Objective: Data on adult lung transplantation suggest perioperative benefits of intraoperative extracorporeal membrane oxygenation (ECMO) compared to cardiopulmonary bypass (CPB). Information regarding their pediatric counterparts, however, is limited. This study compares outcomes of intraoperative ECMO versus CPB in pediatric lung transplantation. Methods: We reviewed all pediatric lung transplants at our institution from 2014 to 2019 and compared those supported intraoperatively on ECMO (n = 13) versus CPB (n = 22), plus a conditional analysis excluding re-transplantations (ECMO [n = 13] versus CPB [n = 20]). We evaluated survival, surgical times, intraoperative transfusions, postoperative support, complications, and duration of hospitalization. Results: Total time on ECMO support was significantly less than that of CPB support (P =.018). Intraoperatively, the ECMO group required fewer transfusions of fresh-frozen plasma (8.9 [5.8-22.3] vs 16.6 [11.4-39.0] mL/kg, P =.049) and platelets (4.2 [0.0-6.7] vs 8.0 [3.5-14.0] mL/kg, P =.049). When excluding re-transplantations, patients on ECMO required fewer packed red blood cells intraoperatively (12.6 [2.1-30.7] vs 28.2 [14.0-54.0] mL/kg, P =.048). There were no differences in postoperative support requirements, complications, or mortality at one, six, and twelve months. Conclusions: Intraoperative ECMO support during pediatric lung transplantation appears to decrease intraoperative transfusion requirements when compared to CPB. Data from additional institutions may strengthen these observations.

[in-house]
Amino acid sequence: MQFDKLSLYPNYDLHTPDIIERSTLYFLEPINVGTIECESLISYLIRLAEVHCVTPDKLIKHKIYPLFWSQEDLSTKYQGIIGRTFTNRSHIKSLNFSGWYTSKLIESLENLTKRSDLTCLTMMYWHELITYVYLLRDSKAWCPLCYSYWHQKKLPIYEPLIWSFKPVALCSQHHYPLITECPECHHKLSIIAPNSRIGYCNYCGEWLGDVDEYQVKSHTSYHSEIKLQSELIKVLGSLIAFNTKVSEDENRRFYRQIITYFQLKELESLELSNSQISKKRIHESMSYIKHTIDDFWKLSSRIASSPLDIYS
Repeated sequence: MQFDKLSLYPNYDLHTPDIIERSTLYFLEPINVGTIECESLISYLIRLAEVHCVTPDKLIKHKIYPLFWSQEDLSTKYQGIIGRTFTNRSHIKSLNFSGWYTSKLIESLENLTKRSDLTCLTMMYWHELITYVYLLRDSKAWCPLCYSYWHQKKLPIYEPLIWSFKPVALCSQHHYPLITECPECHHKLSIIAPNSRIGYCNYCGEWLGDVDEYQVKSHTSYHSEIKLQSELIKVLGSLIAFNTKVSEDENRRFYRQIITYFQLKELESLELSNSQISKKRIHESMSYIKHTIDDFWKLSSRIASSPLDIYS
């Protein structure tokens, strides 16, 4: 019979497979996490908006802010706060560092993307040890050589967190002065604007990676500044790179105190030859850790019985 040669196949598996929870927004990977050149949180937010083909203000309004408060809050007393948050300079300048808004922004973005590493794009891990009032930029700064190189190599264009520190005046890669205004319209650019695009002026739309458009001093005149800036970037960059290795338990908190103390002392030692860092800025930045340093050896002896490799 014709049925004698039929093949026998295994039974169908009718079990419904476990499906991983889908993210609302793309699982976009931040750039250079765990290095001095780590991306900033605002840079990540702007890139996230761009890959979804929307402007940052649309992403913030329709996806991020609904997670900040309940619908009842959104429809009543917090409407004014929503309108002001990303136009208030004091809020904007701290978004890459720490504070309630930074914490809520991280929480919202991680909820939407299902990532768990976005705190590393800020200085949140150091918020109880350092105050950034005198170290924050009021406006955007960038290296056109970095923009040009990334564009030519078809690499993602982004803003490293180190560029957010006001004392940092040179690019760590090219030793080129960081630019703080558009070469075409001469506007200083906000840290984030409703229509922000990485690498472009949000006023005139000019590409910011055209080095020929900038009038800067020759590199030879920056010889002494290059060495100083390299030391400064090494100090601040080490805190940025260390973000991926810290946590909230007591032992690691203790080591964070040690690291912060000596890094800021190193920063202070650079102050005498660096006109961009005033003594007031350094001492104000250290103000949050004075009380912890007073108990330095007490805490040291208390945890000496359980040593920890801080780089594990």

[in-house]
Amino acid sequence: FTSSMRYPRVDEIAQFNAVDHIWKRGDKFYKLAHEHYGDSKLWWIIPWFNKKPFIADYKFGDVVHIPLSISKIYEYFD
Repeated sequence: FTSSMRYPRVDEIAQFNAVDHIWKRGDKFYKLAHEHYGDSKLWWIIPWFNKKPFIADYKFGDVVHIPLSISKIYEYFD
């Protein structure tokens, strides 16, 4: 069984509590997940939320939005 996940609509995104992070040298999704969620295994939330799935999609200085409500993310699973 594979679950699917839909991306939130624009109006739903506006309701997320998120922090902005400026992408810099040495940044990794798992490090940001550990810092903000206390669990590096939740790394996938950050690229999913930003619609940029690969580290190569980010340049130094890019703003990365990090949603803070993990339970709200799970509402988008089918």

- cardiopulmonary bypass
- extracorporeal membrane oxygenation (ECMO)
- lung transplant